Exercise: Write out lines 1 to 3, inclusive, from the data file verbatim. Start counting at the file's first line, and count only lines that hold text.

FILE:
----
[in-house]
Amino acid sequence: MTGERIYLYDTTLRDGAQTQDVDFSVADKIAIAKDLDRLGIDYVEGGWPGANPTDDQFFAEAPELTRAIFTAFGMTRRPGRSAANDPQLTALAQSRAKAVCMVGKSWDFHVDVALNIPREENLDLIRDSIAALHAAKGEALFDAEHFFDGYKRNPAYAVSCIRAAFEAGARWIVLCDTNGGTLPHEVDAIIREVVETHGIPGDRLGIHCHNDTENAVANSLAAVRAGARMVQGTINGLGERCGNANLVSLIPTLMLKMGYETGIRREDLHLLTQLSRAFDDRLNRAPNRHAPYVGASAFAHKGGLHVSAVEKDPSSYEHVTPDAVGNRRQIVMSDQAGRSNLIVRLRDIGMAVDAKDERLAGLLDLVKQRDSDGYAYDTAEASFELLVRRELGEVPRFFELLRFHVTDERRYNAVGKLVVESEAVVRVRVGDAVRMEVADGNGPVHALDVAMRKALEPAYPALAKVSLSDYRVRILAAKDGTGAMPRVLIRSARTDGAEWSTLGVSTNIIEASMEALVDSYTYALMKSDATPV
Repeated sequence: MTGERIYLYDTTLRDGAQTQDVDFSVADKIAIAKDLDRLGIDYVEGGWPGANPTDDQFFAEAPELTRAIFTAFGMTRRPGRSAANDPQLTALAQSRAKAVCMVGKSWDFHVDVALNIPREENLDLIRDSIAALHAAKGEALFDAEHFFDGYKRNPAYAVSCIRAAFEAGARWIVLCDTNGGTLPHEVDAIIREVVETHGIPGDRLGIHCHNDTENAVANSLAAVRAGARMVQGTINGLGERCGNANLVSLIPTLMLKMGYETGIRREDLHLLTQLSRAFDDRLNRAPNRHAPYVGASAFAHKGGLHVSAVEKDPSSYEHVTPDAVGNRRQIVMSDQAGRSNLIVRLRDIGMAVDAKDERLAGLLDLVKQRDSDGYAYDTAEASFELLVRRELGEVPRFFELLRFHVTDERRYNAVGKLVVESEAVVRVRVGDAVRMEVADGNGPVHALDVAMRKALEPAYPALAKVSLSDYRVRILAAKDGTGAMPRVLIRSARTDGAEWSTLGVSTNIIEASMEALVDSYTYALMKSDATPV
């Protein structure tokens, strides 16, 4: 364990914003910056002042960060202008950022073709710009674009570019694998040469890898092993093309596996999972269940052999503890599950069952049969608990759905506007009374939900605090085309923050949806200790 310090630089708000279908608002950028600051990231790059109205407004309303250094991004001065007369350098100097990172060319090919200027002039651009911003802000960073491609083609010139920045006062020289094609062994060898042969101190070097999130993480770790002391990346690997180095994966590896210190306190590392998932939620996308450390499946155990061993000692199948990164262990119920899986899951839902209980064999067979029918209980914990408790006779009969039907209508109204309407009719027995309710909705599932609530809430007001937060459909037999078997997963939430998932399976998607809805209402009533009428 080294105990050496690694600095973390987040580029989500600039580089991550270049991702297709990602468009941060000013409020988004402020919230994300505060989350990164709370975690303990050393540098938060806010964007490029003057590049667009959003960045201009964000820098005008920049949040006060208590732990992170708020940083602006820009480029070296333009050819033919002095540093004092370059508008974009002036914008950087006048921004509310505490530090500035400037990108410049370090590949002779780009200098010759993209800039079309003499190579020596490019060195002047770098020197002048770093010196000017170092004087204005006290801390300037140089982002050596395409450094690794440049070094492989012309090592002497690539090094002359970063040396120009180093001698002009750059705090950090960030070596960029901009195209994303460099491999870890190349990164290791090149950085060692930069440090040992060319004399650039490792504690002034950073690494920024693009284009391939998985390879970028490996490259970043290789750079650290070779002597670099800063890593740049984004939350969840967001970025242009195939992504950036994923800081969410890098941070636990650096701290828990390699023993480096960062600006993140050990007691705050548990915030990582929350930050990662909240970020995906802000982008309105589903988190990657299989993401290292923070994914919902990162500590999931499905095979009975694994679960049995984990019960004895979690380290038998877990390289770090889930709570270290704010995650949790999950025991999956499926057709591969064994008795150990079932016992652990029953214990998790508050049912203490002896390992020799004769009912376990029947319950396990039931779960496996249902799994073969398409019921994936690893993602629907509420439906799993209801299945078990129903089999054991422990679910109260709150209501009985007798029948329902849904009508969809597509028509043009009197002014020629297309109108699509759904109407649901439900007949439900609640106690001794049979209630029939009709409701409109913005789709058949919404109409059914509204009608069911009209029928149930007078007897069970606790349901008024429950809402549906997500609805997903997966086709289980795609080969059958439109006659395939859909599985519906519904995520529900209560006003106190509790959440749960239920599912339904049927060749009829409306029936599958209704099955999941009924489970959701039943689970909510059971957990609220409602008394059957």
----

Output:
[in-house]
Amino acid sequence: MTGERIYLYDTTLRDGAQTQDVDFSVADKIAIAKDLDRLGIDYVEGGWPGANPTDDQFFAEAPELTRAIFTAFGMTRRPGRSAANDPQLTALAQSRAKAVCMVGKSWDFHVDVALNIPREENLDLIRDSIAALHAAKGEALFDAEHFFDGYKRNPAYAVSCIRAAFEAGARWIVLCDTNGGTLPHEVDAIIREVVETHGIPGDRLGIHCHNDTENAVANSLAAVRAGARMVQGTINGLGERCGNANLVSLIPTLMLKMGYETGIRREDLHLLTQLSRAFDDRLNRAPNRHAPYVGASAFAHKGGLHVSAVEKDPSSYEHVTPDAVGNRRQIVMSDQAGRSNLIVRLRDIGMAVDAKDERLAGLLDLVKQRDSDGYAYDTAEASFELLVRRELGEVPRFFELLRFHVTDERRYNAVGKLVVESEAVVRVRVGDAVRMEVADGNGPVHALDVAMRKALEPAYPALAKVSLSDYRVRILAAKDGTGAMPRVLIRSARTDGAEWSTLGVSTNIIEASMEALVDSYTYALMKSDATPV
Repeated sequence: MTGERIYLYDTTLRDGAQTQDVDFSVADKIAIAKDLDRLGIDYVEGGWPGANPTDDQFFAEAPELTRAIFTAFGMTRRPGRSAANDPQLTALAQSRAKAVCMVGKSWDFHVDVALNIPREENLDLIRDSIAALHAAKGEALFDAEHFFDGYKRNPAYAVSCIRAAFEAGARWIVLCDTNGGTLPHEVDAIIREVVETHGIPGDRLGIHCHNDTENAVANSLAAVRAGARMVQGTINGLGERCGNANLVSLIPTLMLKMGYETGIRREDLHLLTQLSRAFDDRLNRAPNRHAPYVGASAFAHKGGLHVSAVEKDPSSYEHVTPDAVGNRRQIVMSDQAGRSNLIVRLRDIGMAVDAKDERLAGLLDLVKQRDSDGYAYDTAEASFELLVRRELGEVPRFFELLRFHVTDERRYNAVGKLVVESEAVVRVRVGDAVRMEVADGNGPVHALDVAMRKALEPAYPALAKVSLSDYRVRILAAKDGTGAMPRVLIRSARTDGAEWSTLGVSTNIIEASMEALVDSYTYALMKSDATPV